The fact that I put a cap on 4 years (no – of communist government) and there is no way to prevent the communists from ruling the country for that long is what brought me to the streets. It was this detail that made me go, along with some friends, to the protest on April 6. The next day, on the 7th, I remember that we mobilized our whole class and we all went to the market on our own. The next day, on the 8th, we were called to the director’s office and we were held accountable. (…) I remember one more essential detail. At one point we were during the “battle” near the presidency and there was a middle-aged “nene” who kept exhorting the young people: “come, come, go there, get in, be braver.” For a long time after that I thought that maybe I’ll have a chance in this life when I go back to that “nene” and tell her to take her passport and ID and go somewhere else, because that it was debunked.

Author: Ștefan, participant in the April 7 protests

But have the successive governments managed to keep their promises or not?

Not. In the campaign on April 5, there was a politician named Vlad Filat who came with a book about which he said that “it’s a government file” and that “Voronin will end up in prison”. The government that followed took everything from Voronin, divided it several times and then left with a minimum of one billion dollars in its pocket. Probably if on April 7th, some people would hesitate to go to the market if they were told that “you know, by 2013 BEM will reach a boy of your age, Ilan Şor tells him”. He is very good friends with Filat, for example. Anyway, I would have gone out to take down Voronin, but maybe we would have been more careful who we put in his place, because there were three occasions when something could have been changed – in the summer of 2009, 2010 and 2014.

Author: Ștefan, participant in the April 7 protests

But even if it left a bitter taste, the Twitter Revolution taught us a lesson, believes Ștefan.

It was the last protest where, after its end, there were no dances and people did not need organized transport. The main lesson that April 7 can offer us is that it is possible to take to the streets for a cause, even in Moldova. After that I kept hearing who and what organized, about Plahotniuc, Grigoriev, Morari, Baghirov and others. I took to the streets because I didn’t want four more years of Voronin and communists. That’s what I got. Moving on with missed chances is another story. You can pray to win $1 million in the lottery. You can invest that million, or you can drink it. We drank hard.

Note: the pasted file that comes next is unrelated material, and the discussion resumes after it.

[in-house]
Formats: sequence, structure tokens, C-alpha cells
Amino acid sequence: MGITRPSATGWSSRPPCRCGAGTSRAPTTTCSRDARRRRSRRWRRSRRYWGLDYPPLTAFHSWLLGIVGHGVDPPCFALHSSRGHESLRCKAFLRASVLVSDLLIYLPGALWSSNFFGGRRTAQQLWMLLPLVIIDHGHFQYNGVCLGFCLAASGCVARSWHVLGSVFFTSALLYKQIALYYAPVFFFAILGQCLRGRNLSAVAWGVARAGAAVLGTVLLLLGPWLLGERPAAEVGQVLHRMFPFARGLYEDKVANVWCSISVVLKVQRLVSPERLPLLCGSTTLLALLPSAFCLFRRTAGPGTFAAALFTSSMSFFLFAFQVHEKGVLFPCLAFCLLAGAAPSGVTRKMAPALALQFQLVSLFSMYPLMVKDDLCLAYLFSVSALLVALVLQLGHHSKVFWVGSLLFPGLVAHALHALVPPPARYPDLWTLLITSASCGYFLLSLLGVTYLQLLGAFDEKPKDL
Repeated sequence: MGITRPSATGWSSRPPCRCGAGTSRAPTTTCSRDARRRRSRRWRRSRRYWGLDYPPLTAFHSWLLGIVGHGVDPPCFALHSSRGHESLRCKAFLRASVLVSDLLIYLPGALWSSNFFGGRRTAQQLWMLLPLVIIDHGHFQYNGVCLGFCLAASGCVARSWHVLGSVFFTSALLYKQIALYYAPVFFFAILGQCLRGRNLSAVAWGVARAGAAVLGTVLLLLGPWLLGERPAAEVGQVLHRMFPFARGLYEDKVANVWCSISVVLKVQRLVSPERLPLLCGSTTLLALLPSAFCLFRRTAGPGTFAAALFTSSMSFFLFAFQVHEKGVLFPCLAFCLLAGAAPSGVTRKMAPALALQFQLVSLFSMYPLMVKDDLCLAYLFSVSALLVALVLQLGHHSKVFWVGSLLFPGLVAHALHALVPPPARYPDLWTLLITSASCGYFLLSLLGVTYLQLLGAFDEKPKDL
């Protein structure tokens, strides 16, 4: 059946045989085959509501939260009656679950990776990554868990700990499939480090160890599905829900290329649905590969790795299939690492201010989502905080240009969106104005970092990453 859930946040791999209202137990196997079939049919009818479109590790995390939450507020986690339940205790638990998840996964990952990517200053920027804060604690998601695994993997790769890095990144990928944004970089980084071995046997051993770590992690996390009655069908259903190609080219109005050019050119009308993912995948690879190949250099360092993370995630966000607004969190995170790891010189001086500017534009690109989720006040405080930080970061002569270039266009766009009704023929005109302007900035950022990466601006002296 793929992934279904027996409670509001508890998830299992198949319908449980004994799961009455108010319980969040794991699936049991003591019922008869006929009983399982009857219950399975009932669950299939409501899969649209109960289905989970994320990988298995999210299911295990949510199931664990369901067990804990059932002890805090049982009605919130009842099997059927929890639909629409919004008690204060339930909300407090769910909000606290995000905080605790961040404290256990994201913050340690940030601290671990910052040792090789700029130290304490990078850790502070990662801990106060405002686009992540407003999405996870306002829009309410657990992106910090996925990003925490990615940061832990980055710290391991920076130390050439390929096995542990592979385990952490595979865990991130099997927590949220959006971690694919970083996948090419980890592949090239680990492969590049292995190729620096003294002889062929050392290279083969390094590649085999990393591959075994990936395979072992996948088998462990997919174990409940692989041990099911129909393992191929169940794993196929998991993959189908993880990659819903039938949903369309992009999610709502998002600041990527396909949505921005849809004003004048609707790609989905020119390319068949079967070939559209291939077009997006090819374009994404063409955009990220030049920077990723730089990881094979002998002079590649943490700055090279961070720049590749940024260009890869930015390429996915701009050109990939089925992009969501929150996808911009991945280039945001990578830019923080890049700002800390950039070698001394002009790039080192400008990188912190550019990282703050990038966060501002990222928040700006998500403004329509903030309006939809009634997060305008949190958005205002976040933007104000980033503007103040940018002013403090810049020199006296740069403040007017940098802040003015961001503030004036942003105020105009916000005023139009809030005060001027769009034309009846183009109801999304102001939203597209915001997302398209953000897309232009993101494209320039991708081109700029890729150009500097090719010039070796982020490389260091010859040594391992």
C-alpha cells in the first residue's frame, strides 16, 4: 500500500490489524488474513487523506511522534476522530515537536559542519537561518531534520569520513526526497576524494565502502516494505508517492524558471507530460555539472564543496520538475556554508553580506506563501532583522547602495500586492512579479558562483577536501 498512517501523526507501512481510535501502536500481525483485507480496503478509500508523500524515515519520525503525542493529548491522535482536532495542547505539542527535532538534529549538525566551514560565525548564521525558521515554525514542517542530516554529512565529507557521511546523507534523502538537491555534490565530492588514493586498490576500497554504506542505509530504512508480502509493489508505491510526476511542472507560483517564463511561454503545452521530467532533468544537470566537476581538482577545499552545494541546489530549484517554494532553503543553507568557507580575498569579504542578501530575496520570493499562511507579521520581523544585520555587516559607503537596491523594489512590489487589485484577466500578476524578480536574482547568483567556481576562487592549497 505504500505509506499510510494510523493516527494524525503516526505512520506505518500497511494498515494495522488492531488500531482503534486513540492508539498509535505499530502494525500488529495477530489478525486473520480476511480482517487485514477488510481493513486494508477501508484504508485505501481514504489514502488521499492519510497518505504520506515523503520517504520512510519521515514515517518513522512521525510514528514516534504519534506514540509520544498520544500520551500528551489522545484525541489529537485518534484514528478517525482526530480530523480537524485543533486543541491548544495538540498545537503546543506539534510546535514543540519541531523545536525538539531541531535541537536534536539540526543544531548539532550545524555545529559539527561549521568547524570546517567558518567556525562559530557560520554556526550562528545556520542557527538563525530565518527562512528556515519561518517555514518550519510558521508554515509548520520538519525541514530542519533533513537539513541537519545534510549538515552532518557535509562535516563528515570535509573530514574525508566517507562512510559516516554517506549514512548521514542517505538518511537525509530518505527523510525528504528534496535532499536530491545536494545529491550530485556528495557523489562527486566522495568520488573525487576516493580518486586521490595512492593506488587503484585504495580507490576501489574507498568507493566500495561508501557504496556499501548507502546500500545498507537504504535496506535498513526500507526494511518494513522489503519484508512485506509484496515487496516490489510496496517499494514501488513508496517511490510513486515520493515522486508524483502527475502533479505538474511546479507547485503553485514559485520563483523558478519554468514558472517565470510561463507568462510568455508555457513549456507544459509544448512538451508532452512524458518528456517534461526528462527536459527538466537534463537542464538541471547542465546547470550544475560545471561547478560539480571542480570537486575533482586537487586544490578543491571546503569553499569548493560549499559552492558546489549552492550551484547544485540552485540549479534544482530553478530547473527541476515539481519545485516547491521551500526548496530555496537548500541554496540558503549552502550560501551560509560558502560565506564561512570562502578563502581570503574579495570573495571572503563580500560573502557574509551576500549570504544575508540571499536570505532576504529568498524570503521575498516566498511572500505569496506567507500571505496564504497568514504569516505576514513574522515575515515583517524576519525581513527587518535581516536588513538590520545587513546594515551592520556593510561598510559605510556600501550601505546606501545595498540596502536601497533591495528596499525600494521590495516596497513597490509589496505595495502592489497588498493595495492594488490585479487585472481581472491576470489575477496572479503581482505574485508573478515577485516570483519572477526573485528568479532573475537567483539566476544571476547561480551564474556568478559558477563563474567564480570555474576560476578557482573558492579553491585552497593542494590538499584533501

Author: Ștefan, participant in the April 7 protests

Reforms under loading…

At a distance of 13 years after April 7, in a geopolitical context transformed by the war in Ukraine, one of the goals of the protesters since then has been achieved. The Republic of Moldova was recognized as a candidate state for joining the European Union, admittedly with some reservations.

In 2008, Freedom House qualified the Republic of Moldova as “partially free”. In 2015, it was assigned the status of “in transition or hybrid regime” with a democracy score of 35.7 out of 100. In 2023, the score reached 62/100, but the qualification is again “partially free”.

The biggest arrears are in the fight against corruption, government transparency and judicial independence.


p class=”mb-8 px-6 md:px-0 font-bitter text-s17-l170 md:text-s18-l170 text-c121212″>According to Freedom House, corruption remains widespread and anti-corruption reform efforts have failed. In a January 2022 report, the Organization for Economic Co-operation and Development (OECD) noted that many aspects of the government’s 2017-20 anti-corruption strategy remained unfulfilled by the end of 2020. Also, according to Freedom House, Moldova’s judicial branch is very sensitive to political influences that affect its independence, and the processes for appointing judges lack transparency. In a February 2022 report, the Council of Europe’s Group of States Against Corruption stated that Moldova had not implemented its previous recommendations on judicial reform.